Invictus Games showcase Para ice hockeyFirst taste of the sport at tournament for wounded servicemen and women 05 Oct 2017
“If we can get more people involved, whether they’re able-bodied or people with disabilities, in an opportunity like this, where most have not been exposed to the sport — that’s what it was all about, letting people know more.”
Canadian Kevin Rempel’s bronze medal from the Sochi 2014 Paralympic Winter Games sat proudly on display as a symbol of what can be achieved in Para sport as he led a Para ice hockey demonstration at the third edition of the Invictus Games in Toronto, Canada.
As part of the Invictus Games Toronto 2017 Organising Committee, and having recently transitioned from player to advocate, Kevin led two members from each of the 17 nations participating in the Games in a demonstration of the sport.
Paralysed in 2006 after a motocross crash, Kevin used Para ice hockey to help in his rehabilitation. The 2013 World Champion and 2014 Sochi Paralympic bronze medallist hoped to introduce Invictus Games fans to what the sport is all about.
“My main goal now that I’m retired is to grow the sport,” Kevin said. “If we can get more people involved, whether they’re able-bodied or people with disabilities, in an opportunity like this, where most have not been exposed to the sport — that’s what it was all about, letting people know more.”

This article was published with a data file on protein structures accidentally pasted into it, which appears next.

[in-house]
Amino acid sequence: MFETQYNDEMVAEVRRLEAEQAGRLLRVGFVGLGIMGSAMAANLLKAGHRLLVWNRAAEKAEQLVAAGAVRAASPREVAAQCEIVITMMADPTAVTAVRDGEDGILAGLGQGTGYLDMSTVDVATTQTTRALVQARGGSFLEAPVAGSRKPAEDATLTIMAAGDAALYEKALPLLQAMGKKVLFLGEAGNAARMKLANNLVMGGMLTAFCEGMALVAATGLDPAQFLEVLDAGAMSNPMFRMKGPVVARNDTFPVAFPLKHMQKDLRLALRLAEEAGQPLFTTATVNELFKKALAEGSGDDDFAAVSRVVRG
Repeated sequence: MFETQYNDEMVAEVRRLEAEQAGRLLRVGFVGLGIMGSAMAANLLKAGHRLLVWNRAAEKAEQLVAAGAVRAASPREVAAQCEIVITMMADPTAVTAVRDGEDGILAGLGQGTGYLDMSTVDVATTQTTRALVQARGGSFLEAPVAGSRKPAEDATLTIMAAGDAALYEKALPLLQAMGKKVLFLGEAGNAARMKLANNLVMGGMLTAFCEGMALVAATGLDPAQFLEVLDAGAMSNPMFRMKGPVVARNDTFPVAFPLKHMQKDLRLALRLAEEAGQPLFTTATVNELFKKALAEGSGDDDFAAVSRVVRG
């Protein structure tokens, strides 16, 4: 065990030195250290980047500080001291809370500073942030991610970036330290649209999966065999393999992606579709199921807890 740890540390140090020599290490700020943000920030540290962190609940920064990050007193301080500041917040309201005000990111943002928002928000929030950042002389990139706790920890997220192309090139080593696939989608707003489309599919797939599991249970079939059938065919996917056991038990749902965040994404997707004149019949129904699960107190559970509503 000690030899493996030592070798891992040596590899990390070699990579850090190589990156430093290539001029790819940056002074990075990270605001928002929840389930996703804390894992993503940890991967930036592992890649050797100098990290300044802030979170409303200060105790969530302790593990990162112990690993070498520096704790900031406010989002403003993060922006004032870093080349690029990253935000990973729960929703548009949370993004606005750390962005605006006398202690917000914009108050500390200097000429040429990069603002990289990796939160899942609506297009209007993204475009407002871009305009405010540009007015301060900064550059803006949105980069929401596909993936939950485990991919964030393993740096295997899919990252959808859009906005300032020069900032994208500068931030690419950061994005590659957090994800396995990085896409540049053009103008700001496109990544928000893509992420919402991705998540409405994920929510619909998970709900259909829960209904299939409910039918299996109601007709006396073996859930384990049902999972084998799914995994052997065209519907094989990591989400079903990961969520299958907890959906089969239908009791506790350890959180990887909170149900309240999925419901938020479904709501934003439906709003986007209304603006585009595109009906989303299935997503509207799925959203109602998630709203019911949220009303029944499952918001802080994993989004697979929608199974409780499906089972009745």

The Invictus Games use the power of adaptive sport to help wounded warriors on their journey to recovery. Established by Prince Harry, the inaugural Invictus Games took place in London, England, in September 2014; the second, and equally successful, Games took place in Orlando, Florida, in May 2016. The Invictus Games Toronto 2017 Organizing Committee was tasked with planning and executing a Games that featured more than 550 competitors from 17 nations participating in 12 adaptive sports.
Last year, it was anticipated that Para ice hockey would be a medal sport at the 2017 Invictus Games. However, even though the Games took place in Canada, most participating nations were not familiar enough with the sport to compose a team.
Rempel hopes that one day it will be a medal sport at the Games, making it the first time a winter sport is introduced. Until then, however, there were plenty of memories made on the ice, as the match ended in a 3–3 tie, and Team Afghanistan experienced ice for the very first time.